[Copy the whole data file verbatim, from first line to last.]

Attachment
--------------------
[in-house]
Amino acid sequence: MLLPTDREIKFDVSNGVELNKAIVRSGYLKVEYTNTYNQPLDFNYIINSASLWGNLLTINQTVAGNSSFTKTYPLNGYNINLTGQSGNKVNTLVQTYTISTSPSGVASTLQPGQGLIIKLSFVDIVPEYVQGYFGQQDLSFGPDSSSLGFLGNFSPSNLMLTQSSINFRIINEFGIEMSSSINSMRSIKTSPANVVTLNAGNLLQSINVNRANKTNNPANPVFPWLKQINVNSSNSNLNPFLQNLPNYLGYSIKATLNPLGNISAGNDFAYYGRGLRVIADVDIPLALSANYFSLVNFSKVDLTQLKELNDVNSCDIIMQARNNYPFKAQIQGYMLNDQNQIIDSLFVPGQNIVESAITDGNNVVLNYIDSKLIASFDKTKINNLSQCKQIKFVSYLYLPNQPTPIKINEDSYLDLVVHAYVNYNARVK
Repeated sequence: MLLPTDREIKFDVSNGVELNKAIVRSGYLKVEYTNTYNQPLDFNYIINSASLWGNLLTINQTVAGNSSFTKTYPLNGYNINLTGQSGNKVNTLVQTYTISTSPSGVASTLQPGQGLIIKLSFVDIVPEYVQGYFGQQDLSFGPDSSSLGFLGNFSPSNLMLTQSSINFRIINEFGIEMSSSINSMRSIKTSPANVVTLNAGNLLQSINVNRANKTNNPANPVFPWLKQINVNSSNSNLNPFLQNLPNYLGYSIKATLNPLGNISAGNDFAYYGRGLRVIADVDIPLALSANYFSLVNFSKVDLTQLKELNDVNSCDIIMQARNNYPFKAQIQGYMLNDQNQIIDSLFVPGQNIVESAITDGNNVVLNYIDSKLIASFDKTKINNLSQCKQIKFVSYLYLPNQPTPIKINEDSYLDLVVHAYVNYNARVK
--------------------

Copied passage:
[in-house]
Amino acid sequence: MLLPTDREIKFDVSNGVELNKAIVRSGYLKVEYTNTYNQPLDFNYIINSASLWGNLLTINQTVAGNSSFTKTYPLNGYNINLTGQSGNKVNTLVQTYTISTSPSGVASTLQPGQGLIIKLSFVDIVPEYVQGYFGQQDLSFGPDSSSLGFLGNFSPSNLMLTQSSINFRIINEFGIEMSSSINSMRSIKTSPANVVTLNAGNLLQSINVNRANKTNNPANPVFPWLKQINVNSSNSNLNPFLQNLPNYLGYSIKATLNPLGNISAGNDFAYYGRGLRVIADVDIPLALSANYFSLVNFSKVDLTQLKELNDVNSCDIIMQARNNYPFKAQIQGYMLNDQNQIIDSLFVPGQNIVESAITDGNNVVLNYIDSKLIASFDKTKINNLSQCKQIKFVSYLYLPNQPTPIKINEDSYLDLVVHAYVNYNARVK
Repeated sequence: MLLPTDREIKFDVSNGVELNKAIVRSGYLKVEYTNTYNQPLDFNYIINSASLWGNLLTINQTVAGNSSFTKTYPLNGYNINLTGQSGNKVNTLVQTYTISTSPSGVASTLQPGQGLIIKLSFVDIVPEYVQGYFGQQDLSFGPDSSSLGFLGNFSPSNLMLTQSSINFRIINEFGIEMSSSINSMRSIKTSPANVVTLNAGNLLQSINVNRANKTNNPANPVFPWLKQINVNSSNSNLNPFLQNLPNYLGYSIKATLNPLGNISAGNDFAYYGRGLRVIADVDIPLALSANYFSLVNFSKVDLTQLKELNDVNSCDIIMQARNNYPFKAQIQGYMLNDQNQIIDSLFVPGQNIVESAITDGNNVVLNYIDSKLIASFDKTKINNLSQCKQIKFVSYLYLPNQPTPIKINEDSYLDLVVHAYVNYNARVK